I expect next year it will be different. At least, I hope so!

Current Music: Mother Goose

(6 comments | Leave a comment)

[User Picture]
Date:July 2nd, 2006 10:29 pm (UTC)
I'm with you on statistics. I avoided the subject throughout my academic career and am now having to catch up; it would have been easier when I was 20-something. Now I'm seeing how important is a basic understanding of probability. It's not intuitive and most people never learn to think in those terms, so they make the kinds of mistakes you allude to.

This confuses me: Then, when they had to get it down to a mere five per category, none of them had enough votes to get on the list. I'd bet some did. Some did what?
[User Picture]
Date:July 2nd, 2006 11:47 pm (UTC)


I didn't "get" statistics until my third course in it, while getting my masters. It just suddenly clicked for me, probably because it is typically taught by statisticians and mathematicians who get it intuitively, and it took that long for my brain to process it. Nowadays, it's second nature to question certain numbers. I strongly recommend Darrell Huff's How to Lie with Statistics as a great introduction to how to think with and about statistics -- instead of just doing them, which is what most courses teach you.

And now I don't even know what I meant by that phrase anymore. I think maybe I should have said "get close" after that. I'll fix.
[User Picture]
Date:July 4th, 2006 03:34 am (UTC)

Re: Stats

I'll look for the How to Lie book.

I was forced to learn the subject because regulations require statistical analysis of water quality data. Unfortunately the regs are badly written and require things that aren't well justified by the nature of the data... in any case I had to come up to speed in order to understand what the regs meant and what was actually justifiable. Now I'm in danger of becoming a statistics geek. (Did you know the Challenger disaster was in large part caused by failure to properly handle censored data?)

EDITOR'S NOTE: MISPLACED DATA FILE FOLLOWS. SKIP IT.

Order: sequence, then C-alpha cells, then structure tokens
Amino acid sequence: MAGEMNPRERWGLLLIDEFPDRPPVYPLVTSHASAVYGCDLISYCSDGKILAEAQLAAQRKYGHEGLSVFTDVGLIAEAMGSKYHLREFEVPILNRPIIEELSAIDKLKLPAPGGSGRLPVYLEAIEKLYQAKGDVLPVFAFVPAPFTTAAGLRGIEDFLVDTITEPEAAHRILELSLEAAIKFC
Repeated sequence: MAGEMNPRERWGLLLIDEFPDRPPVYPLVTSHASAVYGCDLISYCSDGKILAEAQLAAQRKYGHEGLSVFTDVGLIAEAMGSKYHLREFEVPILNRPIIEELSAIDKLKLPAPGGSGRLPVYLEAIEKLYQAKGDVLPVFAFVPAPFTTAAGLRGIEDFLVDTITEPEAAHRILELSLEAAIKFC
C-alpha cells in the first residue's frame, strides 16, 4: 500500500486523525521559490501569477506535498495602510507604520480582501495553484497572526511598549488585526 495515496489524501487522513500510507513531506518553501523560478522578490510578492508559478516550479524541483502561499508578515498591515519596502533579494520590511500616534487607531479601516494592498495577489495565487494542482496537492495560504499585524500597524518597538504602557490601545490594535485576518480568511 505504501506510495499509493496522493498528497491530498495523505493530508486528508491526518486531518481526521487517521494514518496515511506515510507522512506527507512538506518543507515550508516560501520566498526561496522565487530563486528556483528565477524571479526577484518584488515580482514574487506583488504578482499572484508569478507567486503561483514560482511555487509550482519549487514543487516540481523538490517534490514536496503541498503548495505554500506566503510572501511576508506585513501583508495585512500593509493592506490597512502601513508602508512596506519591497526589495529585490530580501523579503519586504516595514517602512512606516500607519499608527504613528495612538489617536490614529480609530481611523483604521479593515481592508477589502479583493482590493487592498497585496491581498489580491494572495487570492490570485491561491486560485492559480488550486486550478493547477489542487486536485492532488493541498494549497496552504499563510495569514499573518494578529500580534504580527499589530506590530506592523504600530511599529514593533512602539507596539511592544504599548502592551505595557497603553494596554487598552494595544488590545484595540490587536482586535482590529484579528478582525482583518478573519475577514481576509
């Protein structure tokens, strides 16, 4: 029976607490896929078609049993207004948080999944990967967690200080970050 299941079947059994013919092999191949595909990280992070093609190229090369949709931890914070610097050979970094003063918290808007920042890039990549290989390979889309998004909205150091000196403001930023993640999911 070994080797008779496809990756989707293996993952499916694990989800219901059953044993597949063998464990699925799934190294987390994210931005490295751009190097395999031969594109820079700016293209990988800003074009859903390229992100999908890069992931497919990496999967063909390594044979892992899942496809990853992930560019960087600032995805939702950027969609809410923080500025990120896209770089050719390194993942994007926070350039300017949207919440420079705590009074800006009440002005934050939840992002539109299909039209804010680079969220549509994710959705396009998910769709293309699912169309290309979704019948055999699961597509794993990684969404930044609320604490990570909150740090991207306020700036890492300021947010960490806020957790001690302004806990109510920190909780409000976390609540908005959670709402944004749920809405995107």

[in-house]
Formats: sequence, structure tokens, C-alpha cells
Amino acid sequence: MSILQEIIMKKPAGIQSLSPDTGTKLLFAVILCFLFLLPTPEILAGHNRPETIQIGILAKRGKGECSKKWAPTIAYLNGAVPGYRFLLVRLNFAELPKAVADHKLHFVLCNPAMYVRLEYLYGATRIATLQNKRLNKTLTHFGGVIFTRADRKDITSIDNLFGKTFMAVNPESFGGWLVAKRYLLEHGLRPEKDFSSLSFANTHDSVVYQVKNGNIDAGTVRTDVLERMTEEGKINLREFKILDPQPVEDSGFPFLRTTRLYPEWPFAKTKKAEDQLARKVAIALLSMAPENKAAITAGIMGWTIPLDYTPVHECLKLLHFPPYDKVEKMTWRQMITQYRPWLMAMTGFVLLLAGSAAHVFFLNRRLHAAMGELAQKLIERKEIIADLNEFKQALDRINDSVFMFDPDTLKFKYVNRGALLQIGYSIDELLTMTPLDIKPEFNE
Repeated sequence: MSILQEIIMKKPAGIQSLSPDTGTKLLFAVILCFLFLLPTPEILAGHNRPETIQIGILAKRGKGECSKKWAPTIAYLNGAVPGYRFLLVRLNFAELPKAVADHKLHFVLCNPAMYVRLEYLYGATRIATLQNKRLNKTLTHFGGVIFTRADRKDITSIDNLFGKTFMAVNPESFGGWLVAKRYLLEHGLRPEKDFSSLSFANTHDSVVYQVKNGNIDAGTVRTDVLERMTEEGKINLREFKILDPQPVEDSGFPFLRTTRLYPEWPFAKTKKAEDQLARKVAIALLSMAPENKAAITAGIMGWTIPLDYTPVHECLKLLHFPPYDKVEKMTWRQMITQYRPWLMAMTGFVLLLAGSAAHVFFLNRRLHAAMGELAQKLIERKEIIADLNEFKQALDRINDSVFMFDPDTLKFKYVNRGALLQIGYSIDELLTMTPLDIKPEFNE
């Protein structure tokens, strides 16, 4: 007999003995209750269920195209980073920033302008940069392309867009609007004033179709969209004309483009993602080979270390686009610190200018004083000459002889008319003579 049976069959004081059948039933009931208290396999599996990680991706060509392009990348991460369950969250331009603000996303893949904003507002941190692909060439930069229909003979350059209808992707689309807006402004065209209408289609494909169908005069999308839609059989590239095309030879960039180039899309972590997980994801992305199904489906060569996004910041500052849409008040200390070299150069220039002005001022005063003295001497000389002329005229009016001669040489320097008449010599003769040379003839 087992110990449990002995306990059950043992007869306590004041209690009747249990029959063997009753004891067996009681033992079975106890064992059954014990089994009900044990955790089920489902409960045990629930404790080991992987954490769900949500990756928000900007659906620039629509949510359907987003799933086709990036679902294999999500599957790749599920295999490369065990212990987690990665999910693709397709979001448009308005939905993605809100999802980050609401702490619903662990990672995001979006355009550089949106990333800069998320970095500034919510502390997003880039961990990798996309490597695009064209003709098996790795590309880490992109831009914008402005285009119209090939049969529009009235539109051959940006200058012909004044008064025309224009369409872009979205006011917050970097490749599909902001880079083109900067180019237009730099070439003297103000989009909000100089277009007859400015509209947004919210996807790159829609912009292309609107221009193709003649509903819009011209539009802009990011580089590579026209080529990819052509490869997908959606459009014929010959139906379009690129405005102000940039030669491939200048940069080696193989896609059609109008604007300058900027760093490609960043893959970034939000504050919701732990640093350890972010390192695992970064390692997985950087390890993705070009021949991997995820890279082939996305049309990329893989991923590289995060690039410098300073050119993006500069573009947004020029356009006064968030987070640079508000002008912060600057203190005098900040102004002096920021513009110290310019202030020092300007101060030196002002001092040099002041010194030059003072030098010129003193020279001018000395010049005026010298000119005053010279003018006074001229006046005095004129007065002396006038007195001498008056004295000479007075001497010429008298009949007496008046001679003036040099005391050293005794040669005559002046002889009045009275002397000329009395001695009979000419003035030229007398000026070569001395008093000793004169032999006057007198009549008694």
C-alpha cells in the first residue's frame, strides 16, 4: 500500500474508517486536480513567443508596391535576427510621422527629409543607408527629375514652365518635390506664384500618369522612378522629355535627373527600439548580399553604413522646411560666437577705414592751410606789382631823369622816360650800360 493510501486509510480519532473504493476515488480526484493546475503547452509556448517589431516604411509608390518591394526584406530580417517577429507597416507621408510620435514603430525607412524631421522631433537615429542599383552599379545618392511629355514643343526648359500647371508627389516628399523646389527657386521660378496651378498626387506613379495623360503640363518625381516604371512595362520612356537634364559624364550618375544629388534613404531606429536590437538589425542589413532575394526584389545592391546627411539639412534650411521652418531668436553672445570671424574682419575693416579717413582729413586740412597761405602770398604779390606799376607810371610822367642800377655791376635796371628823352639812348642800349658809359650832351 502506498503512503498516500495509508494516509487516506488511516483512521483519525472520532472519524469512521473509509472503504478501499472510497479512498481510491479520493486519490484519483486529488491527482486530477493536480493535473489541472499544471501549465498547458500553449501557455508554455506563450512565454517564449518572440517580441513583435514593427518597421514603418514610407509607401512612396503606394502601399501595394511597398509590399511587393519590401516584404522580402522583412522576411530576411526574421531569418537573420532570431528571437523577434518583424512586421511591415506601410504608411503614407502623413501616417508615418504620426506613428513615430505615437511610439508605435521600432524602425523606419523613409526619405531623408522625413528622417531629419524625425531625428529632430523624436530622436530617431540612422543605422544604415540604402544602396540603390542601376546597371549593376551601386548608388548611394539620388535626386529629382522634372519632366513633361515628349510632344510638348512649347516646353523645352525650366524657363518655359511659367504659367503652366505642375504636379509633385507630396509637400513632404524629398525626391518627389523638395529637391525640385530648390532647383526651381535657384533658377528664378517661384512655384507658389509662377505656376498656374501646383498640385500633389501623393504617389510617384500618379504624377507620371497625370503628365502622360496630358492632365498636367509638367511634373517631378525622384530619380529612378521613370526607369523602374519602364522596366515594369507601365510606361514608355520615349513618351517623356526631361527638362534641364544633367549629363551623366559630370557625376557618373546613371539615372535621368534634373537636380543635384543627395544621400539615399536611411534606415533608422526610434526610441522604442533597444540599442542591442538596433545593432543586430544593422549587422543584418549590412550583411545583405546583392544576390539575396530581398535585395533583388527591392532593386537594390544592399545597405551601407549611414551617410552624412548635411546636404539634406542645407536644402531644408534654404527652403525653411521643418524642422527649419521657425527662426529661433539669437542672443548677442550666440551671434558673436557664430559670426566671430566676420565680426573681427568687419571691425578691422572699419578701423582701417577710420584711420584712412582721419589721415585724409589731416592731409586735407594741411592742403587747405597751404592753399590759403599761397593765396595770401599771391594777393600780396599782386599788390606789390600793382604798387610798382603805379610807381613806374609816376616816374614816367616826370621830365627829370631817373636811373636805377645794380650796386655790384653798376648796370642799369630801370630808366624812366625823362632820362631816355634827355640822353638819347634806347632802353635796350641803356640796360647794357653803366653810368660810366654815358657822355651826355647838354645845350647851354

[User Picture]
Date:July 4th, 2006 04:37 am (UTC)

Re: Stats

No! What's the story on that? Censored data? Does that mean they didn't have the data they needed because it was censored?
[User Picture]
Date:July 4th, 2006 04:51 pm (UTC)

Re: Stats

"Censored" in statistics means data that are known only to be above or below some threshold value. In my field, the threshold values are laboratory limits of detection, which "censor" the numbers below the limits. Often, a large proportion of the data are below the detection limit. These limits are based on technical processes, not health risks - so the censored data might be important, yet conventional statistics cannot make use of them.

In the Challenger case, engineers were concerned about the possible failure of O-rings at low temperatures. They had done a number of tests at different temperature ranges, and the night before the launch, they sent a graph to managers in an attempt to convince them to scrub. The graph showed the number of damage incidents as a function of temperature, but it had a major flaw: Tests where no damage had occured were not plotted. (This is very common, in fact it is the usual way people treat censored data - they exclude all the data below the threshold, because it isn't amenable to conventional analysis.) No data were available for the very low temperatures expected at launch time, because no testing had been done at those temps.

The graph showed only a few points, with no apparent pattern. The Rogers Commission produced a graph, constructed the same way as the original but with the non-detect values added, indicating a pattern of increasing failures with decreasing temperatures. A graph showing the proportion of failures by temperature range makes it strikingly obvious that low temperatures presented a greatly increased risk of failure.

(This is condensed from the introduction to Dennis Helsel's extremely useful book, "Nondetects and Data Analysis," Wiley Interscience 2005. It's the most powerful introduction to a book I've ever read.)
[User Picture]
Date:July 4th, 2006 05:09 pm (UTC)
A couple of observations on the original post:

1. The effect of taking out some of the best women thriller authors might be very significant. You could run some more statistics to quantify the effect, if you have some idea of the numbers involved (how many thriller writers are there, how many are women, how many were judges). The smaller the number of women thriller writers, the greater the effect of removing even a small number at the upper end of the curve.

2. Next year will undoubtedly be different, if only because there will be an increased bias to select women authors in order to avoid repeating the controversy.

3. Women own the strongest-selling genre in fiction today (romance), so why is it so bad if a smaller market is still male-dominated? Never mind. ;-)